Dell cleared to go private for $24.9B after shareholders vote in favor of deal

UPDATED: Dell shareholders have voted to take the company off the stock market, in one of the largest privatization deals in modern technology history.
Written by Zack Whittaker, Contributor
Dell headquarters at Round Rock, Texas
Image: Dell

Dell will go private for $24.9 billion, following a shareholder vote in favor of the deal on Thursday.

The final deal is pegged at $13.75 a share, including a 13 cents a share dividend. At $13.88 per share, that amounts to $24.9 billion. The deal also means that when the company announces its next earnings report in November, shareholders will receive an 8 cents per share quarterly dividend.

Overall, the price is a premium on the $24.4 billion, or $13.65 per share, that was first proposed in February.

A breakdown of the overall vote has not yet been announced. 

In prepared remarks, company founder and chief executive Michael Dell said he was "pleased" and "energized" to continue building up the PC maker. "As a private enterprise, with a strong private-equity partner, we'll serve our customers with a single-minded purpose and drive the innovations that will help them achieve their goals," he said.

By closing, Michael Dell along with investors will own aproximately 75 percent of the company.

According to the company, one of the main reasons behind the successful bid to take the company private was to accelerate the company's forward-looking strategy. 

The deal is expected to close by Dell's fiscal third quarter next year, ending November 1, 2014. 

'Not giving up on the PC any time soon'

On the analyst call, Michael Dell said the company will continue to expand its enterprise and services development in additional acquisitions and further investment. In spite of the PC market downturn, he said Dell will "expand our presence in emerging markets," as well as "investing in PCs, tablets, and the virtual computing market."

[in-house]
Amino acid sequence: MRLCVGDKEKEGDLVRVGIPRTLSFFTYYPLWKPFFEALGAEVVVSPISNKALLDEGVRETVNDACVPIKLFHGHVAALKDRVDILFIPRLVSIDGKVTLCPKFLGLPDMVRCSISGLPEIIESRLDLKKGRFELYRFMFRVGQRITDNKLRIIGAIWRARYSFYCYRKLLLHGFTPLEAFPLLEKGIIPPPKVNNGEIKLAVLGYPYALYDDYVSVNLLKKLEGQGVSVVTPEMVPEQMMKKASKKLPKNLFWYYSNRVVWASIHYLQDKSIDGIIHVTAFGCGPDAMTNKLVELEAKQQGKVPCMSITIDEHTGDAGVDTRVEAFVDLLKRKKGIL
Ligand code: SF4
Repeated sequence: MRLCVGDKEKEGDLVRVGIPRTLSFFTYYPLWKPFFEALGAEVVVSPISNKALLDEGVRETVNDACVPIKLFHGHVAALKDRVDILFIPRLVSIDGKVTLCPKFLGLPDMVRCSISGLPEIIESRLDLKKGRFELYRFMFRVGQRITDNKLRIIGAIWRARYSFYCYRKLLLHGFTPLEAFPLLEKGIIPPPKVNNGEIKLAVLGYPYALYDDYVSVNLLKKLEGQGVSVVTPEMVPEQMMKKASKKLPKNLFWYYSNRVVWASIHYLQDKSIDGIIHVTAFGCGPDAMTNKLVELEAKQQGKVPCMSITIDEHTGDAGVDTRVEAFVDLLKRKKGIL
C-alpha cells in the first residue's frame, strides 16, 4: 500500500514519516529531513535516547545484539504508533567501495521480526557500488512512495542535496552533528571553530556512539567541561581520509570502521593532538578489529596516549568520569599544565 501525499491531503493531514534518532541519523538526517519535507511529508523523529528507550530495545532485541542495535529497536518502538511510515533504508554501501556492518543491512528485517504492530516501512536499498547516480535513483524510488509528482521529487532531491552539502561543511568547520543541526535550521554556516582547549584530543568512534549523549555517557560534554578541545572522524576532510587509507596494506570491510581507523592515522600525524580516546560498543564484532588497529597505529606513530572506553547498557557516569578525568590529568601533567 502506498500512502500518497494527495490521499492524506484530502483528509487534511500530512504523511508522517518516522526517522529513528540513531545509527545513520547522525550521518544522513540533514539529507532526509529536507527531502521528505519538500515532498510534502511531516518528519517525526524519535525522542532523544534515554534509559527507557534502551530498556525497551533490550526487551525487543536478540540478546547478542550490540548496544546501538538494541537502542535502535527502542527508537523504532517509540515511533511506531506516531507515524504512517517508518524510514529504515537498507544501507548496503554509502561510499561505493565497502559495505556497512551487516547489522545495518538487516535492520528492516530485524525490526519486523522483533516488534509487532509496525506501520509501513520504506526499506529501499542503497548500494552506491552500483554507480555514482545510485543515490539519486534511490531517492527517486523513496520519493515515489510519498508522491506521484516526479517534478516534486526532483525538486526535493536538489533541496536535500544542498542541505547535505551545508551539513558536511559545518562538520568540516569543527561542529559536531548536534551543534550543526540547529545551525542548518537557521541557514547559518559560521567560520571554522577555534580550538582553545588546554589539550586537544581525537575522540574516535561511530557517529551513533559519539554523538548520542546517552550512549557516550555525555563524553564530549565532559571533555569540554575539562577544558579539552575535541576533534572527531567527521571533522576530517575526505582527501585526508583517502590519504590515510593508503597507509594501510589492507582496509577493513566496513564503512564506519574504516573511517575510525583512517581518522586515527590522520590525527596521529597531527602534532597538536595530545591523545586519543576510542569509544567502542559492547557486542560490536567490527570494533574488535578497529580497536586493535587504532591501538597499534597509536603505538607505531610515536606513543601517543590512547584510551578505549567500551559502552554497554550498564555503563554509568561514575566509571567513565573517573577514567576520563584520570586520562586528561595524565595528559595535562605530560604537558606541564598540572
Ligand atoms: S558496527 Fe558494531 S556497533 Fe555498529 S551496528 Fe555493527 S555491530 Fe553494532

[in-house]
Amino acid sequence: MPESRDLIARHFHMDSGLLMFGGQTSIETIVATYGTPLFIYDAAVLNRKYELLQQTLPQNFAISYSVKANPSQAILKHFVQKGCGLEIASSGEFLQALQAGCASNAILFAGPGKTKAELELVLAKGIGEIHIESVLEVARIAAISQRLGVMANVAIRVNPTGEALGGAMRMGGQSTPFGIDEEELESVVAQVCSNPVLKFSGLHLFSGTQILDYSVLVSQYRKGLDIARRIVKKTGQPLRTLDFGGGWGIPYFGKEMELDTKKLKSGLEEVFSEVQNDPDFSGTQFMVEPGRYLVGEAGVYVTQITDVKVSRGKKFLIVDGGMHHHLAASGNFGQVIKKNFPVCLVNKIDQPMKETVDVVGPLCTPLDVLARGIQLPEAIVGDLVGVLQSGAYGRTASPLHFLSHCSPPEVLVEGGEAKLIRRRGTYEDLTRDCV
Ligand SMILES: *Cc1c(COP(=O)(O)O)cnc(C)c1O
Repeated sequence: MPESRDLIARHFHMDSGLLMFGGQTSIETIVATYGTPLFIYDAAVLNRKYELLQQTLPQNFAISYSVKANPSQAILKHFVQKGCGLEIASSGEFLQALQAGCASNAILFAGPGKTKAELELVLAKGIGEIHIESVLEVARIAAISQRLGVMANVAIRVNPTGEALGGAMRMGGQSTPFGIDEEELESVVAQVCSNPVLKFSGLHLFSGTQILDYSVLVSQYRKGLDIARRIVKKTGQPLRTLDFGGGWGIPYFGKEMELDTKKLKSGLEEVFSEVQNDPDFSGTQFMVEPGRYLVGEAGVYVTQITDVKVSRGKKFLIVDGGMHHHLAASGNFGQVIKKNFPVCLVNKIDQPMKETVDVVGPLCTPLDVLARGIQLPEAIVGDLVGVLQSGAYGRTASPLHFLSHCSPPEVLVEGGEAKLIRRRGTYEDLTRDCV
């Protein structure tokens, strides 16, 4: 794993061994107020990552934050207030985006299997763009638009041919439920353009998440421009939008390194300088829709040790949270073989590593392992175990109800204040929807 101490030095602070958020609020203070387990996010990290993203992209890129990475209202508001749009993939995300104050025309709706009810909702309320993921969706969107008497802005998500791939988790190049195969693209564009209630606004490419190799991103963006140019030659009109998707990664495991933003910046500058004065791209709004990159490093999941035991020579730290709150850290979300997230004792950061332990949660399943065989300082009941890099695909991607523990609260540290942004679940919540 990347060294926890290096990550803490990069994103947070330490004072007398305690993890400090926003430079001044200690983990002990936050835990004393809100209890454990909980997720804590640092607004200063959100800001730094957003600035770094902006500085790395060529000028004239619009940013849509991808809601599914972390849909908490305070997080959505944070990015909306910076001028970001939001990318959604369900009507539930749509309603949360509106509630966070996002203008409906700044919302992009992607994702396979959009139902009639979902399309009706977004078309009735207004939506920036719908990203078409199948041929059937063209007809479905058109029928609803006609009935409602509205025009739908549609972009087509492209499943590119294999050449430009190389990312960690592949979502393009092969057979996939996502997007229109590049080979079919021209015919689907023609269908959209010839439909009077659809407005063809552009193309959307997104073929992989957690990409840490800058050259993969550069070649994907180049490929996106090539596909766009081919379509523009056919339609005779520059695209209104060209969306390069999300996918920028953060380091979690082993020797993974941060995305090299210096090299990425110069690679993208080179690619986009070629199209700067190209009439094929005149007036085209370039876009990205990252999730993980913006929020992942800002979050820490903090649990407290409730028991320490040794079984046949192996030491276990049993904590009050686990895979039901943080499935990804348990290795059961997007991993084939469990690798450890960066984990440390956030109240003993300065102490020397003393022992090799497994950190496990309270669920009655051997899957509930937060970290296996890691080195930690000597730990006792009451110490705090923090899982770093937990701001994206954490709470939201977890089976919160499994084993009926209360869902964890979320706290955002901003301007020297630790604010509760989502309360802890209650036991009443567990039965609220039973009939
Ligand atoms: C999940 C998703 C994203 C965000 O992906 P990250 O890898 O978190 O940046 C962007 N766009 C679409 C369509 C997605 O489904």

He noted though the recent PC market troubles, the company isn't giving up on the PC any time soon. That said, Dell noted its enterprise business continues to grow each year, and will become increasingly important as the firm dives deeper into new technologies.

The firm's strategy will remain on the most part the same, focusing on much of the same things, citing customer feedback.

Dell executives on the call said they could not at this time comment on any layoffs as a result of the deal, however.

Months in the making

The deal took months to come to fruition, spearheaded by Michael Dell. The path has not been an easy one, with attempts to derail the process or take the company out of the hands of the computer maker's founder.

Numerous Dell shareholders have opposed the Dell-Silver Lake buyout. Most notable of all was Carl Icahn's attempt, in conjunction with investment firm Southeastern Asset Management, to take on Dell's bid. But he hit a brick wall after his own bid was criticized by the company's special committee, tasked with finding the best bidder for the firm, as "inconsistent."

Earlier this month, Icahn said he was done with his bid following news that the company's board approved the Dell-Silver Lake deal.

It comes at a time when the company is struggling with its core PC manufacturing business. Dell lost 3.9 percent in share according to Gartner, or 4.2 percent according to IDC figures, in the last quarter alone. The global worldwide PC market is expected to decline by 10 percent through at least 2014, as the race to compete in the tablet space reaches its peak.

Update at 12:30 p.m. ET: Added further details from the analyst call.

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